Canada briefs – October 20

A Manitoba health authority is asking a judge to dismiss the bulk of a lawsuit filed by relatives of a homeless man who died during a 34-hour wait in a Winnipeg emergency room on the grounds that he lost his Charter rights when he died. It’s a move that court documents filed by the man’s family calls “absurd, intolerable and cruelly ironic.”

Health authority argues man who died in wait room no longer has rights

WINNIPEG — A Manitoba health authority is asking a judge to dismiss the bulk of a lawsuit filed by relatives of a homeless man who died during a 34-hour wait in a Winnipeg emergency room on the grounds that he lost his Charter rights when he died.

It’s a move that court documents filed by the man’s family calls “absurd, intolerable and cruelly ironic.”

Lawyers for the Winnipeg Regional Health Authority argue in their filings that Brian Sinclair’s rights under the Charter of Rights and Freedoms ended with his death so his family cannot sue or request damages on those grounds.

“The allegations are that when Brian Sinclair attended the emergency department of the Health Sciences Centre, he was in need of medical treatment that was not provided within a reasonable time frame as a result of which he died,” states documents filed on behalf of the health authority.

“It is alleged that this failure constituted a breach of his Charter rights . . . but the jurisprudence is clear that the Charter rights of a deceased person cannot be enforced by his estate because those rights are personal and terminate with the death of the individual.”

The lawyers are also asking the court to dismiss claims that Sinclair’s privacy rights were violated because they say those rights also don’t apply after his death. They also want the court to dismiss part of the lawsuit which demands the authority cover the legal costs of Sinclair’s family in relation to the upcoming inquest into his death.

Cement truck driver who killed five people denied day parole

BOWDEN — A man convicted of killing five people when he smashed his cement truck into the back of a car has been denied day parole.

The National Parole Board did grant Daniel Tschetter unescorted temporary absences so he can spend time with his family. He will be allowed a 24-hour absence the first month, 48 hours the second month and three days a month after that.

The board’s decision came after a hearing Wednesday at Bowden Institution, 130 kilometres north of Calgary, where Tschetter has been serving time for manslaughter.

“This is a story with no happy ending for anyone,” said one of the two parole board members who heard Tschetter’s application Wednesday.

“This is not an easy decision for us,” he said. “I have no doubt the remorse you showed today was sincere, but we feel there are issues you need to work on.”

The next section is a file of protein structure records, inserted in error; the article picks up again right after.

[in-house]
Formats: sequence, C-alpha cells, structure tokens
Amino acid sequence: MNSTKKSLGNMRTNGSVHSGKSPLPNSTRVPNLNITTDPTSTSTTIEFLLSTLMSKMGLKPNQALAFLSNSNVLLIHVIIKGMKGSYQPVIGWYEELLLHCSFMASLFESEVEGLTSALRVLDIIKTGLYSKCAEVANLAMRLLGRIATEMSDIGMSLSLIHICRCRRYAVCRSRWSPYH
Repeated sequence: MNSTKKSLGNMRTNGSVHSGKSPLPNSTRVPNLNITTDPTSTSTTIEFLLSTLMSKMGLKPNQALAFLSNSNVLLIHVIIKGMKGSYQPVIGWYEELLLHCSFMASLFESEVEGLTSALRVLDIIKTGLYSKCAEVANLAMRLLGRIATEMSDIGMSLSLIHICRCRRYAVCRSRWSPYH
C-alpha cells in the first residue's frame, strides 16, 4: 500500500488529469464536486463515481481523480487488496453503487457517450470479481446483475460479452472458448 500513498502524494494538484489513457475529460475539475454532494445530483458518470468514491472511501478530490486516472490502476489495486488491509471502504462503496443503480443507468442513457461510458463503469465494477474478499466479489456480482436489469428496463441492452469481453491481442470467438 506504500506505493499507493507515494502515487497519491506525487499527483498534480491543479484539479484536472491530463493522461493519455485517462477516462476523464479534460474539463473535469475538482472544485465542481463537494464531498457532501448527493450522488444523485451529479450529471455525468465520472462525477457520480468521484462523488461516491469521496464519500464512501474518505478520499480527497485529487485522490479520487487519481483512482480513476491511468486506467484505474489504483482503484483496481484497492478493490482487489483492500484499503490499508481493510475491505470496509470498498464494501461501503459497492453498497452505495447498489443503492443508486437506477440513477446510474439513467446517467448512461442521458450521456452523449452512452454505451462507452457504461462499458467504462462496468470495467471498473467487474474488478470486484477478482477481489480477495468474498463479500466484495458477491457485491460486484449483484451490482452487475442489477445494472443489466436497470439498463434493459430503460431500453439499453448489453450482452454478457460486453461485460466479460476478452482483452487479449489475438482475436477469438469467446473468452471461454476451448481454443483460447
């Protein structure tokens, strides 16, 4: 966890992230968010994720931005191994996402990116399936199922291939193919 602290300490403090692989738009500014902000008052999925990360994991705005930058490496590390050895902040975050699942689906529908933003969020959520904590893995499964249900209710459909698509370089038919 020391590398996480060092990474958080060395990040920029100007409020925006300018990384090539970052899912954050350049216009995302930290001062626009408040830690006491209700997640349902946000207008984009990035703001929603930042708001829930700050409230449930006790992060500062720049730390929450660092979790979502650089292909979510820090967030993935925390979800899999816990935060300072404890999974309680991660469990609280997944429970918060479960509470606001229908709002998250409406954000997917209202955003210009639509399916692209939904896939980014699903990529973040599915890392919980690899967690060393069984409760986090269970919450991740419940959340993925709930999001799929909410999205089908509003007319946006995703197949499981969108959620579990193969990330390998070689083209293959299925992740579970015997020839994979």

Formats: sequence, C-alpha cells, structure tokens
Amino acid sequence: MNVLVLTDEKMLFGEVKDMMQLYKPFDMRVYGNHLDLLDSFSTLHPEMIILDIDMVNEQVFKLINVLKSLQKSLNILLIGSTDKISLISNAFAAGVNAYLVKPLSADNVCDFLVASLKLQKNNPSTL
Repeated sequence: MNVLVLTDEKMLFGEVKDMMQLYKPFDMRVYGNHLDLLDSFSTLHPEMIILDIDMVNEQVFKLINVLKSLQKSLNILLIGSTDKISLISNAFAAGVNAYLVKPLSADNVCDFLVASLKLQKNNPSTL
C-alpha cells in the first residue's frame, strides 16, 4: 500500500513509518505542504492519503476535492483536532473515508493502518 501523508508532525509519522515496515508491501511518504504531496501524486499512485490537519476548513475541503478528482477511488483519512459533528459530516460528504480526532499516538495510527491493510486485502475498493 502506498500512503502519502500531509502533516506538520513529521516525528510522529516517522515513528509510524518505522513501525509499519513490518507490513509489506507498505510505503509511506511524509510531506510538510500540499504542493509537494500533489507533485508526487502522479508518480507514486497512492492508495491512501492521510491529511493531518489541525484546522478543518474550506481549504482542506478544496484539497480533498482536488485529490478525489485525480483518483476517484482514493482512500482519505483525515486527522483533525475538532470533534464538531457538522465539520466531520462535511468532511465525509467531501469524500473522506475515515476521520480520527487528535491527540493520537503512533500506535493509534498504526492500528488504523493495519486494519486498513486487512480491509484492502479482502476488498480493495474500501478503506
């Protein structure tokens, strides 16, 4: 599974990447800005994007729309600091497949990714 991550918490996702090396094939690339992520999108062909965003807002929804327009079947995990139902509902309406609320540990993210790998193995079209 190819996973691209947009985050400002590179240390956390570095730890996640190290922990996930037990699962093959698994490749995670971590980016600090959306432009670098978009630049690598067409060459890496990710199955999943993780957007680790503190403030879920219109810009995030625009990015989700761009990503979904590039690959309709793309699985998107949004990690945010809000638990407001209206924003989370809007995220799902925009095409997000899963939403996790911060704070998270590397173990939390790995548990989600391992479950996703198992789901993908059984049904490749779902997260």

It wasn’t clear during the hearing what Tschetter’s personal issues are, although he referred several times to his impatience and inability to focus.

Feet that washed ashore belonged to female suicide victim

VANCOUVER — Two more of the eight feet that have washed ashore in British Columbia since 2007 have been identified.

The BC Coroners Service says the feet belong to a woman who committed suicide by jumping from the Pattullo Bridge in New Westminster in 2004.

Her feet washed ashore along the Fraser River in Richmond four years later and autopsies showed the limbs had not be cut off, but separated from the legs naturally.

The coroner’s office says DNA was used to identify the woman and her family has been notified, but doesn’t want her name released.

Six of the eight feet that have washed ashore in B.C. since 2007 have now been identified as belonging to four people.

The service says it’s still working to identify the other two.

Woman who broke leg at hospital told to call an ambulance

TORONTO — A troubled southern Ontario hospital was in damage-control mode Wednesday after an elderly woman who broke her leg falling in the entrance area of the facility was told to call an ambulance.

The incident, which has made international headlines, drew howls of outrage from provincial politicians.

Progressive Conservative Leader Tim Hudak called it “outrageous” the 82-year-old woman would be treated that way.

“That a senior citizen would be left in a hallway at a hospital, while they said paramedics had to be summoned from outside the jurisdiction for half an hour?” Hudak fumed.

“We’re in frigging Ontario. This is the way you’re going to treat a senior citizen? It’s wrong.”

Doreen Wallace’s family says they were told an ambulance would have to be called after she broke her leg and cut her arm when she fell inside the doors of the Greater Niagara General Hospital earlier this month.